In the past five years, throughout a tragic series of personal events, his placid demeanor curiously remained intact, although he became more of a listener than a talker. In one of our last coffee shop meetings, pre-pandemic, I said to him, “I’m amazed by how well you seem to handle everything.” He looked directly at me (something he rarely did) and said, with a smile, “On the outside.”
In December of 2020, The New Yorker suspended his contract
. His last drawing for the magazine appeared in the issue of November 23, 2020. In the drawing a pilgrim woman, holding a cooked turkey on a platter, says to another pilgrim woman: “He says my eagle tastes fishy, so this year I’m trying something new.”
Amidst personal turmoil, Danny moved to South Carolina to be with family members. Our friendship, lasting as long as his New Yorker career, was tossed up in the air. Just a few months ago, Danny and I finally exchanged letters. He wrote: “I’m looking forward…to start building back up…what I’ve caused to tumble down.” With the news today that Danny had passed away, there is sadness as well as ample confusion.
Danny leaves behind his wife, and two sons, Render and Finnegan.
–Photo at the top of this post: Danny Shanahan in Rhinebeck, NY., taken by Michael Maslin
I am so sad to hear of Danny’s passing. He was a staple around Rhinebeck, with his dry sense of humor always bringing a giggle. He will be missed. Life is complicated and its important to smile at the good times and let the bad go. RIP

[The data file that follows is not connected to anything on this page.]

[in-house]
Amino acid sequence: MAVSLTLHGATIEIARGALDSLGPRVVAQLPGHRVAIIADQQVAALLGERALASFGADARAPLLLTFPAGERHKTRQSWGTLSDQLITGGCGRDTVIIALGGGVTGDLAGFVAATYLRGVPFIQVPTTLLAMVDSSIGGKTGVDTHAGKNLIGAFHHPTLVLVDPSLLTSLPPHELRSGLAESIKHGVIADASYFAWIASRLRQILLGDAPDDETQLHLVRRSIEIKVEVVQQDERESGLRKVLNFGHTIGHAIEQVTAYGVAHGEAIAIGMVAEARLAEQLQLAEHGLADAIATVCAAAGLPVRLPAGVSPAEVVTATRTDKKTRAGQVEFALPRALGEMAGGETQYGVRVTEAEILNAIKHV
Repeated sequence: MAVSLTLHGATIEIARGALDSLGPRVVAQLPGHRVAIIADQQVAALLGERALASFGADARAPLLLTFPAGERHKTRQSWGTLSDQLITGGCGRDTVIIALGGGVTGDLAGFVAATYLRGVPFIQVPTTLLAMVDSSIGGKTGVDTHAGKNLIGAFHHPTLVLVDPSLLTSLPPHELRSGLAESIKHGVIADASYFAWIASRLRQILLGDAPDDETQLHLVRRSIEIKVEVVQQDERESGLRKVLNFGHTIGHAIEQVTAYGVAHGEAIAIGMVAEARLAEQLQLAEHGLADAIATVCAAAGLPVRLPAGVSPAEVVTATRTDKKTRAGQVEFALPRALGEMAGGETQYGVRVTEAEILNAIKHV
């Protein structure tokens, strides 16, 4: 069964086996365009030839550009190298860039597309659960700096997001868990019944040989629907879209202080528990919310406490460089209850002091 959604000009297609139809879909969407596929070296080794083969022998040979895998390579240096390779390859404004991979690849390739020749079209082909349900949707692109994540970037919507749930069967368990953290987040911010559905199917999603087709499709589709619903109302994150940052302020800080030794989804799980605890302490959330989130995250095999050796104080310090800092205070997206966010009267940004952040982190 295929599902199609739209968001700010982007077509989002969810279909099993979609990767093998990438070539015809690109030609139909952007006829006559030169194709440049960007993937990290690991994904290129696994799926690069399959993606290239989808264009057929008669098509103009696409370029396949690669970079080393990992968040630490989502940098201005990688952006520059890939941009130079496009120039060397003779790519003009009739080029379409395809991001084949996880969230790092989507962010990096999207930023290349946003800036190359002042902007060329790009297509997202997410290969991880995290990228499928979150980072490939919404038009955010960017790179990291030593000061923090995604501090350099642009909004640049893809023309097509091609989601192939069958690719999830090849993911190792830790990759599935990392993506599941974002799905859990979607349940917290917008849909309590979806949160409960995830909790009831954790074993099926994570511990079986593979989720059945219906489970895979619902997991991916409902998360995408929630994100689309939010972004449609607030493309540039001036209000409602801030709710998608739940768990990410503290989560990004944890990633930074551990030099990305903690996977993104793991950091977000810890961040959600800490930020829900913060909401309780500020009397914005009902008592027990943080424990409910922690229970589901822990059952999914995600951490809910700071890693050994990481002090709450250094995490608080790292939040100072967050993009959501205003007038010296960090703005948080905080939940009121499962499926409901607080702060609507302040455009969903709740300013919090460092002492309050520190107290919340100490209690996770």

Thank you for this lovely tribute to Danny.
Danny will be missed by many.
Thank you for this touching tribute. Lost a good one.
May he rest in peace
One of the funniest cartoons I was privileged to see was his
“LASSIE GET HELP” cartoon.
One of my lol time favorite New Yorker cartoons…RIP
Oh no! Such awful news. My heart goes out to his family, personal and professional.
I am absolutely thrown by this sad news. I am looking for words but having trouble finding anything that matches the depth of my feelings. Danny was a wonderful addition to all our lives. I will always hold him in the highest esteem..Thank you Michael for this biography and tribute.
I agree Michael with Jay – thanks for the biography.
He would definitely approve of this message. You were a good friend. I’m sorry he’s no longer with us.
I never met Danny but you wrote a very fine, affectionate tribute. Thank you.
I first met Danny in the summer of 2010 and we’d usually meet a couple of times a year after that to talk about the cartooning industry. His wit and sheer dedication to the craft made him fine tune punchlines with the precision of a watchmaker. Even with his success he always stayed down to earth and maintained the curiosity that drove him so much in his work and his life. He will be truly missed.
Very sad to hear this, of course. His work was consistently smart and funny. My heart goes out to his wife, Janet, and his family.
I’m so sorry to hear this. He brought a great deal to my life.
Michael, I’m sorry for the loss of your friend.
I knew Danny when I worked at The New Yorker from 2002 until 2006. He was amazing. I was on the business side, not edit, but he would graciously appear at cartoonist events I had for clients. What a great man.